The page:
Wooden trenchers

April 19, 2012

Wooden artifacts from the Oseberg finds. Photo © Cambridge University Press 1979

This week, we started  making wooden trenchers based on ones in the Oseberg grave finds.  I don’t have a lot of information on the extant trenches like size and the type of wood from which they are made.  We are just going off this one picture I was able to find.

In the wood shop, we had some nice 5/4 X 9 inch fir boards that were bought for a different project and never used.  We cut it down to about about 15 inches long.   We’re using a tool called a rounded scorp g0uge to carve out the trencher by hand.  We’re focused on getting the feel for the tool, initially.  In order to get it working smoothly, you don’t want to try to cut too deeply into the wood or it will get stuck.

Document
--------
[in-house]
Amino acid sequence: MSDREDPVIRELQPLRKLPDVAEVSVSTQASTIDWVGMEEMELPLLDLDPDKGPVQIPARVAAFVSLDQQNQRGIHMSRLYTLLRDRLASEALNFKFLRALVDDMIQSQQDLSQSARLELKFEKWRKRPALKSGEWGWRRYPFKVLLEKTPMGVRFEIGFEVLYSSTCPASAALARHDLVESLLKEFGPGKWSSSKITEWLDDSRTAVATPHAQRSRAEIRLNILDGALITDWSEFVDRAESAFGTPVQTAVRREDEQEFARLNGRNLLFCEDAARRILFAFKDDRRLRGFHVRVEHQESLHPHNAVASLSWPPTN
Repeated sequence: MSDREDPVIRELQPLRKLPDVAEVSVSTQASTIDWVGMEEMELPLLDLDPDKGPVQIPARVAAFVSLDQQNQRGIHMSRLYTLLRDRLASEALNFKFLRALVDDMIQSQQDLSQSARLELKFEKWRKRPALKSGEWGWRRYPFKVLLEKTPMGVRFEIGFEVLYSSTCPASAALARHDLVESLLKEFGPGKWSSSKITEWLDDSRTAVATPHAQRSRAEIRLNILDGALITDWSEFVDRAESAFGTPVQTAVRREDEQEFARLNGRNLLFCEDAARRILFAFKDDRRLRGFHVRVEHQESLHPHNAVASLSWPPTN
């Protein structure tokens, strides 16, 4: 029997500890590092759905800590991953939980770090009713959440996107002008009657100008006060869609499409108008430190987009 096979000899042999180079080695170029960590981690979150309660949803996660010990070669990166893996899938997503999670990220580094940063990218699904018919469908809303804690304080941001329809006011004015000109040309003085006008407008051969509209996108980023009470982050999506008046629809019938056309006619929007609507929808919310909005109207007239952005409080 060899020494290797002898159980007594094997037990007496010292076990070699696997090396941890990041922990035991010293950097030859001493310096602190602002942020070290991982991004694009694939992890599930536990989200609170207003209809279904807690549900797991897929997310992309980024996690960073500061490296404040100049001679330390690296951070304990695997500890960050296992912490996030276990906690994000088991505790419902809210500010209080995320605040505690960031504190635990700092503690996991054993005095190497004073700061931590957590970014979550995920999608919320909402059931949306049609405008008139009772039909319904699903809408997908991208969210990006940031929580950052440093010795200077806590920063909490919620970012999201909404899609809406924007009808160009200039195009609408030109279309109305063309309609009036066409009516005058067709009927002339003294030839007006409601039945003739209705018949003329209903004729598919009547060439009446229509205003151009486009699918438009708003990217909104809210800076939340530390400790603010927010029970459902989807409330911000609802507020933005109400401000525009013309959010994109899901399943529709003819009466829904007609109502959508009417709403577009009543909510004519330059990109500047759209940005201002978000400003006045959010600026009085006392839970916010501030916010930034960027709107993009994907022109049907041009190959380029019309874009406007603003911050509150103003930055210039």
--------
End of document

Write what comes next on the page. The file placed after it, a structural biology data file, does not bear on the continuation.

The plan is to make several of these trenchers for our use at reenactor events.

Wooden trencher in progress shown with the spoon-like scorp gouge and walnut oil.

In the picture below, its difficult to see the progress we’ve made on dishing the trencher.   It is deeper then it appears.  Obviously, our trenchers will be shallower then then one in the reference photo since our starting piece of wood is thinner.  That spoon-like thing is the scorp.

We’re considering using walnut oil as a food safe finish, so we bought some to try out.  I also like the idea of a making a mineral oil/beeswax finish.


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One Response to Wooden trenchers

  1. Vasilisa
    April 20, 2012 at 12:06 am

    We’ve used olive oil as a finish on wood products we want to eat from; easier (for us) to find than walnut oil.

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